Author - Catherine Ellis, Blog, events, Lecture, MLAC events, News, PG events, Research Groups


Monday 13th March

Banipal Visiting Writer Fellow 2017, Ali Bader, reads from his short story ‘The Corporal’ and his new novel Liar Takes All

16:00-18:00, ER247

Iraqi author Ali Bader, the Banipal Visiting Writer Fellow 2017, will give a talk to MLaC staff and students with readings from his short story ‘The Corporal’ and his new novel Liar Takes All, in ER247, followed by an informal gathering at 6pm in A56 with drinks and nibbles.

Ali Bader is an award-winning Iraqi novelist, poet and essayist, well known as an author of philosophical fiction, whose work is making an important contribution to contemporary Arabic literature. He has published 13 novels – two now translated into English – as well as short stories, poetry and essays. He has twice been longlisted for the Arab Booker Prize (IPAF). Ali Bader was born in Baghdad, where he studied western philosophy and French literature, and now lives in Brussels. He is the holder of the 1st Banipal Visiting Writer Fellowship, Durham, Jan–April 2017.


Please click here or email for more information.


Tuesday 14th March

Musicon Concert Series

13:15-14:15, Department of Music, Palace Green

Festival of East Asian Music

Concert 2
Two Faces of Nature
Kiku Day and Hibiki Ichikawa
This concert presents two highly contrasting and utterly captivating aspects of Japanese music.

Contact for more information about this event.
Click here for more information.


Persian New Year

16:45-18:00, ER143

Persian language students celebrate Persian New Year (Nowruz) on Tuesday 14th March with Persian music, poetry reading in Persian and English, and short talks about Nowruz in Iran, Afghanistan, and Tajikistan.

All are very welcome.


Colonial Iconoclash: Mimetic rivalry, collecting networks in Britain and India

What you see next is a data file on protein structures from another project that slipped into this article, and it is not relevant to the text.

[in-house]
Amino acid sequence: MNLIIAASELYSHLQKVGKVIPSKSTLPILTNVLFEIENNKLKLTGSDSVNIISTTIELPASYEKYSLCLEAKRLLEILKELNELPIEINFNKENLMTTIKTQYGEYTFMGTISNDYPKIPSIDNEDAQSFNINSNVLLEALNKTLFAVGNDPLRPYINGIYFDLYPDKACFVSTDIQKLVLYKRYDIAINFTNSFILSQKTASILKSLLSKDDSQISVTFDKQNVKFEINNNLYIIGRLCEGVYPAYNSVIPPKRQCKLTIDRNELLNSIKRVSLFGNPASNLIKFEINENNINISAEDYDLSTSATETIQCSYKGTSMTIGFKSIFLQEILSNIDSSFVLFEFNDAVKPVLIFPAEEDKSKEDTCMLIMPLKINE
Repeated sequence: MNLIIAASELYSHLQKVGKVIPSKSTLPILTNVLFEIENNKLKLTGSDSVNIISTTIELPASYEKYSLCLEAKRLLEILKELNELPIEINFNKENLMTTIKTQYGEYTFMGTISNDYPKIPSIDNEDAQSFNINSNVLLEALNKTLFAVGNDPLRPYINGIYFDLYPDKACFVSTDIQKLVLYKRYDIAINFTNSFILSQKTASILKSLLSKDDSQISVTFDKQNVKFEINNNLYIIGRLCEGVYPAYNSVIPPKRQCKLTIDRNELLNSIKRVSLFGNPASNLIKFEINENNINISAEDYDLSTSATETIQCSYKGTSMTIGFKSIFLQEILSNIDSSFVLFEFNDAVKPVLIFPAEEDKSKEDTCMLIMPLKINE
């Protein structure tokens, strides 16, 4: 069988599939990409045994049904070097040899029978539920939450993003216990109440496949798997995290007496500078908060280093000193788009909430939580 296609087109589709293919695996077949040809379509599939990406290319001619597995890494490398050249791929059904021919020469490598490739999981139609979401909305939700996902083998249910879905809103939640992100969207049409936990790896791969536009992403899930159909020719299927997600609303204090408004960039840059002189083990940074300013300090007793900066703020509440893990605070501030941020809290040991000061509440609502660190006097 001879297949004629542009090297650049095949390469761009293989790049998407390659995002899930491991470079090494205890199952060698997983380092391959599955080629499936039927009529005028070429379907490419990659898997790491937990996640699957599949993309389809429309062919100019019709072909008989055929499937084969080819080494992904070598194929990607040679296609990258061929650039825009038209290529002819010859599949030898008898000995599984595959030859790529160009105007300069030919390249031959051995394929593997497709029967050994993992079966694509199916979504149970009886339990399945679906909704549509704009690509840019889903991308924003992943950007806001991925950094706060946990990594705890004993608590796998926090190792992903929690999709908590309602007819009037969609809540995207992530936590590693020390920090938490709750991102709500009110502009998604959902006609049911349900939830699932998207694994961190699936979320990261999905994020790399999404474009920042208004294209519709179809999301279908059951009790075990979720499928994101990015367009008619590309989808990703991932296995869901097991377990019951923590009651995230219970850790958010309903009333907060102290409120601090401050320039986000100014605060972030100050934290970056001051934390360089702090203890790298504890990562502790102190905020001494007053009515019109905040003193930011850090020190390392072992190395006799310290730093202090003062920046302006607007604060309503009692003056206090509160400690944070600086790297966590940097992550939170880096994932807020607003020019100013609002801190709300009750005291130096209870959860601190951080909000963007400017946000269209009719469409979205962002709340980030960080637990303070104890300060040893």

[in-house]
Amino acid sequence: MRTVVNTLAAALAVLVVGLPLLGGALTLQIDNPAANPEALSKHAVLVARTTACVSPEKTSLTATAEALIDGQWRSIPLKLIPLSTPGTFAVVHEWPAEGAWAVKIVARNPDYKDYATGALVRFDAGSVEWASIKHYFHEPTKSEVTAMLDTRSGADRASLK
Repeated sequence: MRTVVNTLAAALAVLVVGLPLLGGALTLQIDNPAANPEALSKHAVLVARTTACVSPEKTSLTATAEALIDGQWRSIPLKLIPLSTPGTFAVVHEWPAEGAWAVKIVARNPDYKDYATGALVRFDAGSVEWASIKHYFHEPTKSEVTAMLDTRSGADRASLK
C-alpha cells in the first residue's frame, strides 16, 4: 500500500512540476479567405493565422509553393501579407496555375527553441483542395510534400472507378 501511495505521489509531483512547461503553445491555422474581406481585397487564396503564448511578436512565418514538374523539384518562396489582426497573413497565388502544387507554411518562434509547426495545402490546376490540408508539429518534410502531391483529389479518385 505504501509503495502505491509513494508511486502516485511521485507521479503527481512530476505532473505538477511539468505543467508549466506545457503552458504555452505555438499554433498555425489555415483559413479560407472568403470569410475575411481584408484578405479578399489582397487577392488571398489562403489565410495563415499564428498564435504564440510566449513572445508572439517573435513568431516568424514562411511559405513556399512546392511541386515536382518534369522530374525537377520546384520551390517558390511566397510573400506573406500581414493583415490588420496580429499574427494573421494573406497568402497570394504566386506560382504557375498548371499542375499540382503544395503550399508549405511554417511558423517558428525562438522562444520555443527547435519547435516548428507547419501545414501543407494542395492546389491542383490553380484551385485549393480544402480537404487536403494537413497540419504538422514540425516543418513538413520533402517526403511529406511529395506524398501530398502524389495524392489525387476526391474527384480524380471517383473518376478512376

18:00-20:00, Lecture Room 009, Elvet Hill House

A lecture by Dr Natasha Eaton, Reader in the History of Art at UCL on the collecting ‘ethic’ of three colonial museums during the late eighteenth and early nineteenth centuries.

This paper explores the contested agency of Mughal and Hindu art objects in late eighteenth and early nineteenth–century India and London by taking as its focus the intense ideological and market competition between the English East India Company and the evangelical London Missionary Society (LMS).

It investigates the collecting ‘ethic’ of three colonial museums – the Oriental Repository in East India House (London), The Indian Museum, Calcutta and the LMS Museum (London).

Working with a limited number of powerful collectors and sites in India, this period saw the development for the first time of a global network in the trade for both Mughal and Hindu art and opened up debates about comparative artistic hierarchies. In spite of the differences in collecting practices, all three museums would come to be termed jadhu ghurs – wonder houses – a borderline status which this paper seeks to explore.

This lecture is one of a series being held in parallel with our exhibition ‘In the Image of the Other: Visualising a British-Himalayan Town, Shimla’, on view now at the Oriental Museum.

The lecture will run for approximately 1 hour, with time for questions and answers at the end of the talk.

Free of charge, all are welcome.

Click here for more information.


Musicon Concert Series

19:30-21:30, Town Hall, Market Place Durham

Festival of East Asian Music
Concert 3

A String Conversation
Lingling Yu and Gan Guo.
Lingling Yu is considered to be one of the greatest virtuosi on the Chinese pipa (lute). She is joined in this concert by Gan Guo, a master of the erhu (two-stringed fiddle).

Contact for more information about this event.

Click here for more information.


Wednesday 15th March

Work in Progress Seminar

12:00-13:00, ER152

Transnationalism Research Group: What Next? – Zoë Roth and Sam Bootle.

Current Research Projects in Medieval and Early Modern Studies – Daniel Newman and Will McKenzie.


Global Citizenship at Durham – Open Workshop

14.00-15:00, IAS Meeting Room, Palace Green